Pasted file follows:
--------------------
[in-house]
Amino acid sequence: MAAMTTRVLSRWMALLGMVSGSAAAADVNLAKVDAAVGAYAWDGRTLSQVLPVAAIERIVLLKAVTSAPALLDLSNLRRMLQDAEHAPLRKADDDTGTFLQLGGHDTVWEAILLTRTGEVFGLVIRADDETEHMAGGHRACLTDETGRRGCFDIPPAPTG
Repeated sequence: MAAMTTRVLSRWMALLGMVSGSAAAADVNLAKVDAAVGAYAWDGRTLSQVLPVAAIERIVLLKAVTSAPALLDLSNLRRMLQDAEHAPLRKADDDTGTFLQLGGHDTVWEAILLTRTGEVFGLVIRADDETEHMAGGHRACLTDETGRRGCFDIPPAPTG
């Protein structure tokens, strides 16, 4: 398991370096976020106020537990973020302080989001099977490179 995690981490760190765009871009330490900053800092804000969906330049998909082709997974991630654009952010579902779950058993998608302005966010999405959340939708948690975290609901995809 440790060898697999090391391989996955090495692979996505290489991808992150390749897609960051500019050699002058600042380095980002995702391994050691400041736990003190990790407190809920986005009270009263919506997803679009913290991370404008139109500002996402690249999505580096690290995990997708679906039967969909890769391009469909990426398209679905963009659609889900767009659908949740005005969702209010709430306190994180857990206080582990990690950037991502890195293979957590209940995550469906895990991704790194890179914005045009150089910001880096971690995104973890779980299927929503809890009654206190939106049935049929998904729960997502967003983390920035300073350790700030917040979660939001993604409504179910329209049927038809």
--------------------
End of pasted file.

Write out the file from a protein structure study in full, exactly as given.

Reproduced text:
[in-house]
Amino acid sequence: MAAMTTRVLSRWMALLGMVSGSAAAADVNLAKVDAAVGAYAWDGRTLSQVLPVAAIERIVLLKAVTSAPALLDLSNLRRMLQDAEHAPLRKADDDTGTFLQLGGHDTVWEAILLTRTGEVFGLVIRADDETEHMAGGHRACLTDETGRRGCFDIPPAPTG
Repeated sequence: MAAMTTRVLSRWMALLGMVSGSAAAADVNLAKVDAAVGAYAWDGRTLSQVLPVAAIERIVLLKAVTSAPALLDLSNLRRMLQDAEHAPLRKADDDTGTFLQLGGHDTVWEAILLTRTGEVFGLVIRADDETEHMAGGHRACLTDETGRRGCFDIPPAPTG
């Protein structure tokens, strides 16, 4: 398991370096976020106020537990973020302080989001099977490179 995690981490760190765009871009330490900053800092804000969906330049998909082709997974991630654009952010579902779950058993998608302005966010999405959340939708948690975290609901995809 440790060898697999090391391989996955090495692979996505290489991808992150390749897609960051500019050699002058600042380095980002995702391994050691400041736990003190990790407190809920986005009270009263919506997803679009913290991370404008139109500002996402690249999505580096690290995990997708679906039967969909890769391009469909990426398209679905963009659609889900767009659908949740005005969702209010709430306190994180857990206080582990990690950037991502890195293979957590209940995550469906895990991704790194890179914005045009150089910001880096971690995104973890779980299927929503809890009654206190939106049935049929998904729960997502967003983390920035300073350790700030917040979660939001993604409504179910329209049927038809």